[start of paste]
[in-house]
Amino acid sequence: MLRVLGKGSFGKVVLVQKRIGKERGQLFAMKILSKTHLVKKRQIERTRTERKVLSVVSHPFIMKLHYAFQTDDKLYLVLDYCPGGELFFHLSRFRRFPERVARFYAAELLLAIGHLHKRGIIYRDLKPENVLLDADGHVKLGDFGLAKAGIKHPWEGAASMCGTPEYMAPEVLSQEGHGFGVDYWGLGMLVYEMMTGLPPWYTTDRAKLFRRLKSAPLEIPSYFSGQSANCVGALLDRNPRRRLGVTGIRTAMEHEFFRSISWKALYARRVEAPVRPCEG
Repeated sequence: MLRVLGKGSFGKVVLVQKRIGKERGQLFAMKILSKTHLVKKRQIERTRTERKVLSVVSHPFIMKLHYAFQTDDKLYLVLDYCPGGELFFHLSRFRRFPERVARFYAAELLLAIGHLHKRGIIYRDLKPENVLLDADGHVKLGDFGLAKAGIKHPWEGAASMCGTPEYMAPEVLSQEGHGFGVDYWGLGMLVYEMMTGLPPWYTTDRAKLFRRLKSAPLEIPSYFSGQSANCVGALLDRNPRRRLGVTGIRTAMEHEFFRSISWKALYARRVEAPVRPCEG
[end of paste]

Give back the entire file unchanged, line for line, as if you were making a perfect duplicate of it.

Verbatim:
[in-house]
Amino acid sequence: MLRVLGKGSFGKVVLVQKRIGKERGQLFAMKILSKTHLVKKRQIERTRTERKVLSVVSHPFIMKLHYAFQTDDKLYLVLDYCPGGELFFHLSRFRRFPERVARFYAAELLLAIGHLHKRGIIYRDLKPENVLLDADGHVKLGDFGLAKAGIKHPWEGAASMCGTPEYMAPEVLSQEGHGFGVDYWGLGMLVYEMMTGLPPWYTTDRAKLFRRLKSAPLEIPSYFSGQSANCVGALLDRNPRRRLGVTGIRTAMEHEFFRSISWKALYARRVEAPVRPCEG
Repeated sequence: MLRVLGKGSFGKVVLVQKRIGKERGQLFAMKILSKTHLVKKRQIERTRTERKVLSVVSHPFIMKLHYAFQTDDKLYLVLDYCPGGELFFHLSRFRRFPERVARFYAAELLLAIGHLHKRGIIYRDLKPENVLLDADGHVKLGDFGLAKAGIKHPWEGAASMCGTPEYMAPEVLSQEGHGFGVDYWGLGMLVYEMMTGLPPWYTTDRAKLFRRLKSAPLEIPSYFSGQSANCVGALLDRNPRRRLGVTGIRTAMEHEFFRSISWKALYARRVEAPVRPCEG